The Trinitarian Controversy

The Trinitarian Controversy

The Trinitarian Controversy

The Trinitarian Controversy

Synopsis

This volume explores the development of the doctrine of the Trinity in the patristic church as a result of the Arian controversy:Arius -- Letter to Eusebius of Nicomedia Arius -- Letter to Alexander of Alexandria Alexander of Alexandria -- Letter to Alexander of Thessalonica The Synodal Letter of the Council of Antioch, A. D. 325 The Creed of the Synod of Nicaea (June 19, 325) The Canons of Nicaea, A. D. 325 Eusebius of Caesarea -- Letter to His Church concerning the Synod at Nicaea Arius -- Letter to the Emperor Constantine Athanasius -- Orations against the Arians, Book 1 Gregory of Nazianzus -- Third Theological Oration concerning the Son Gregory of Nyssa -- Concerning We Should Think of Saying That There Are Not Three Gods to Ablabius Augustine of Hippo -- On the Trinity, Book 9

Excerpt

Christianity has always been attentive to historical fact. Its motivation and focus have been, and continue to be, the span of life of one historical individual, Jesus of Nazareth, seen to be a unique historical act of God’s self-communication. The New Testament declares that this Jesus placed himself within the context of the history of the people of Israel and perceived himself as the culmination of the revelation of the God of Israel, ushering into history a new chapter. The first followers of this Jesus and their succeeding generations saw themselves as part of this new history. Far more than a collection of teachings or a timeless philosophy, Christianity has been a movement in, and of, history, acknowledging its historical condition and not attempting to escape it.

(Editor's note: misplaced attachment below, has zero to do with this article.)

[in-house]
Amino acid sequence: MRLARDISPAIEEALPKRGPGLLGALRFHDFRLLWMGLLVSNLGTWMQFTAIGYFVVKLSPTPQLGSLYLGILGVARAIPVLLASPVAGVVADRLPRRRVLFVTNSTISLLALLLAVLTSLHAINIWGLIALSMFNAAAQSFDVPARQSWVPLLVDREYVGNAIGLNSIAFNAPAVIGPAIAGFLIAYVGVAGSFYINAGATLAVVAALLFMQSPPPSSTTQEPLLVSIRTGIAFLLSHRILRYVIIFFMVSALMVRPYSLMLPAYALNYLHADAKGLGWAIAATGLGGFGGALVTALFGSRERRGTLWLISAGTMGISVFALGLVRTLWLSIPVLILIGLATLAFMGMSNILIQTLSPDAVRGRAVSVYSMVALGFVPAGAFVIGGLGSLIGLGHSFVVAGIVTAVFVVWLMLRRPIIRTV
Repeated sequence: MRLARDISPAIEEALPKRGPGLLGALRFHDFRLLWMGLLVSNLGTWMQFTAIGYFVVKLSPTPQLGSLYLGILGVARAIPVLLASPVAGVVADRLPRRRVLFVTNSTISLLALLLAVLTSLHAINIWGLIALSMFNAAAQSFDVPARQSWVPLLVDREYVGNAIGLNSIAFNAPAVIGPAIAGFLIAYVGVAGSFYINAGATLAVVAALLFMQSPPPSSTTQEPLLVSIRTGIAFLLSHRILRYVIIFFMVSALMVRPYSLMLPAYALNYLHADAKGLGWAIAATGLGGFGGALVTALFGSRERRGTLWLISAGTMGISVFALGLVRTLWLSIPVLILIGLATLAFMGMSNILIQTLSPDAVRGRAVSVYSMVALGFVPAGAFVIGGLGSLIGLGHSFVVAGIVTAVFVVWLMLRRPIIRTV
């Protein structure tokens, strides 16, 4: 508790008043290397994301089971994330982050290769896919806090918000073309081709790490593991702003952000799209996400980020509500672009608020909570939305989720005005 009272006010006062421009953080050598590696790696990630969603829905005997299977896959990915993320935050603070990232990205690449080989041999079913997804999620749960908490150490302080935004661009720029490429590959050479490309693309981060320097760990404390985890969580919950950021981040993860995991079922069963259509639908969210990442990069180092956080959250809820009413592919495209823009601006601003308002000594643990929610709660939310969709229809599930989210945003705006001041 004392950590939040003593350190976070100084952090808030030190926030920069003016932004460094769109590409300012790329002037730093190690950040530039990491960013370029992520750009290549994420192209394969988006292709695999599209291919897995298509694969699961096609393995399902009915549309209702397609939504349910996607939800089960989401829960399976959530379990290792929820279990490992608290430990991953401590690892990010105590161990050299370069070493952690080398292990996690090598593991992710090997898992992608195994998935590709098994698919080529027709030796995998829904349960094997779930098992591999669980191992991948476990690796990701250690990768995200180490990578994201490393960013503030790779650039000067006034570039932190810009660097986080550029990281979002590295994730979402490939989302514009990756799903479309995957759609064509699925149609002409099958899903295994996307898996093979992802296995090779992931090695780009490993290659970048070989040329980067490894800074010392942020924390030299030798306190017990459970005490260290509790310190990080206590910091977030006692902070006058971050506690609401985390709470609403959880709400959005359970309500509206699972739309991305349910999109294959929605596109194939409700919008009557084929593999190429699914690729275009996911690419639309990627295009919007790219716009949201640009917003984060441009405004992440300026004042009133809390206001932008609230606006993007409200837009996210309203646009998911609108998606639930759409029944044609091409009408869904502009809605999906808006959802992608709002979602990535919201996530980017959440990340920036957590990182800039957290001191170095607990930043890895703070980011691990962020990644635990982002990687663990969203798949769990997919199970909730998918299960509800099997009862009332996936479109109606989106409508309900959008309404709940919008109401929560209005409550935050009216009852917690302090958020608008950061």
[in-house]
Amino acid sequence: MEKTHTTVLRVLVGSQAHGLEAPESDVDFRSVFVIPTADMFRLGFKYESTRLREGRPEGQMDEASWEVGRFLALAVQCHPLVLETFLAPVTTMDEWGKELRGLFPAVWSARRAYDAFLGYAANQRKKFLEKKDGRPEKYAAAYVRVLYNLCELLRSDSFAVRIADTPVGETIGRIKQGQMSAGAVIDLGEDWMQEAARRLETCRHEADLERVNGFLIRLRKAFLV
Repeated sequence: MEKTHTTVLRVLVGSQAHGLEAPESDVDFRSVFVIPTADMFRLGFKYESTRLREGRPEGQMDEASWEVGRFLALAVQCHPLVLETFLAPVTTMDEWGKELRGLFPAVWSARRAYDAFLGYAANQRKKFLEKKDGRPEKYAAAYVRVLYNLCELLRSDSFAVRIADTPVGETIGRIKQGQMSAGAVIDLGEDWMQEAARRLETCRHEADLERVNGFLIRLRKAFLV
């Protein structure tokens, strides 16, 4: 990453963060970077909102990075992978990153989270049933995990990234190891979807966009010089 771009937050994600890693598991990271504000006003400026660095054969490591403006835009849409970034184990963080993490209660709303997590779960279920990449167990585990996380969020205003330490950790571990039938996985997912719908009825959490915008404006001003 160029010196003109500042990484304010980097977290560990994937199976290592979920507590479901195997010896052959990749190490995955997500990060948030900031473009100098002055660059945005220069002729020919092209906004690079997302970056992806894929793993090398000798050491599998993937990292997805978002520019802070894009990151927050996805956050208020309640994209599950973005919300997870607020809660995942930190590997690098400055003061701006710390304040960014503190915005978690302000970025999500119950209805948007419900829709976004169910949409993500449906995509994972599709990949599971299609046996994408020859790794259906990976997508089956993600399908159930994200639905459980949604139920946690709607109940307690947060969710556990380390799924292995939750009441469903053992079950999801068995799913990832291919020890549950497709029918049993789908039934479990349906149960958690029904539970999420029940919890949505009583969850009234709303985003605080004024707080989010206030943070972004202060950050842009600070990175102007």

Responsible scholarship now recognizes that Christianity has always been a more complex phenomenon than some have realized, with a variety of worship services, theological languages, and structures of organization. Christianity assumed its variegated forms on the anvil of history. There is a real sense in which history is one of the shapers of Christianity. The view that development has occurred within Christianity during its history has virtually universal acceptance. But not all historical events had an equal influence on the development of Christianity. The historical experience of the first several centuries of Christianity shaped subsequent Christianity in an extremely crucial manner. It was in this initial phase that the critical features of the Christian faith were set; a vocabulary was created, options of belief and practice were accepted or rejected. Christianity’s understanding of its God and of the person of Christ, its worship life, its communal structure, its . . .

Search by... Author
Show... All Results Primary Sources Peer-reviewed

Oops!

An unknown error has occurred. Please click the button below to reload the page. If the problem persists, please try again in a little while.